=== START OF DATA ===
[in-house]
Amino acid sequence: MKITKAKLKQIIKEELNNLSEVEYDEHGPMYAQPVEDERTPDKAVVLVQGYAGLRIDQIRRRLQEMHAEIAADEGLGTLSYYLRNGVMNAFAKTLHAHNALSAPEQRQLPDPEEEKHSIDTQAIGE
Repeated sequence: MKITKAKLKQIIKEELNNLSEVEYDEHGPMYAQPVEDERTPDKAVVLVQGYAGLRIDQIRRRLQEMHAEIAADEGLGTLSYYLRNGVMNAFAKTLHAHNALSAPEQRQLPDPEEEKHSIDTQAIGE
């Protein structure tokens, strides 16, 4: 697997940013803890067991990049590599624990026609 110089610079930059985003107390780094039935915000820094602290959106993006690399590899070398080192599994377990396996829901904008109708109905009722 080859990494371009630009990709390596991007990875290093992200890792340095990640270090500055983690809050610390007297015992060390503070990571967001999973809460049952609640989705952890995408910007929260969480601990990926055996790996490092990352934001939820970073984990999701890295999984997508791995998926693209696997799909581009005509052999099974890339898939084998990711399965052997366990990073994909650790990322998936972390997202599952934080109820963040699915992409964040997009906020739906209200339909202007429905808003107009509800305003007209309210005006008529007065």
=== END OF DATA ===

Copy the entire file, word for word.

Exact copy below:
[in-house]
Amino acid sequence: MKITKAKLKQIIKEELNNLSEVEYDEHGPMYAQPVEDERTPDKAVVLVQGYAGLRIDQIRRRLQEMHAEIAADEGLGTLSYYLRNGVMNAFAKTLHAHNALSAPEQRQLPDPEEEKHSIDTQAIGE
Repeated sequence: MKITKAKLKQIIKEELNNLSEVEYDEHGPMYAQPVEDERTPDKAVVLVQGYAGLRIDQIRRRLQEMHAEIAADEGLGTLSYYLRNGVMNAFAKTLHAHNALSAPEQRQLPDPEEEKHSIDTQAIGE
């Protein structure tokens, strides 16, 4: 697997940013803890067991990049590599624990026609 110089610079930059985003107390780094039935915000820094602290959106993006690399590899070398080192599994377990396996829901904008109708109905009722 080859990494371009630009990709390596991007990875290093992200890792340095990640270090500055983690809050610390007297015992060390503070990571967001999973809460049952609640989705952890995408910007929260969480601990990926055996790996490092990352934001939820970073984990999701890295999984997508791995998926693209696997799909581009005509052999099974890339898939084998990711399965052997366990990073994909650790990322998936972390997202599952934080109820963040699915992409964040997009906020739906209200339909202007429905808003107009509800305003007209309210005006008529007065």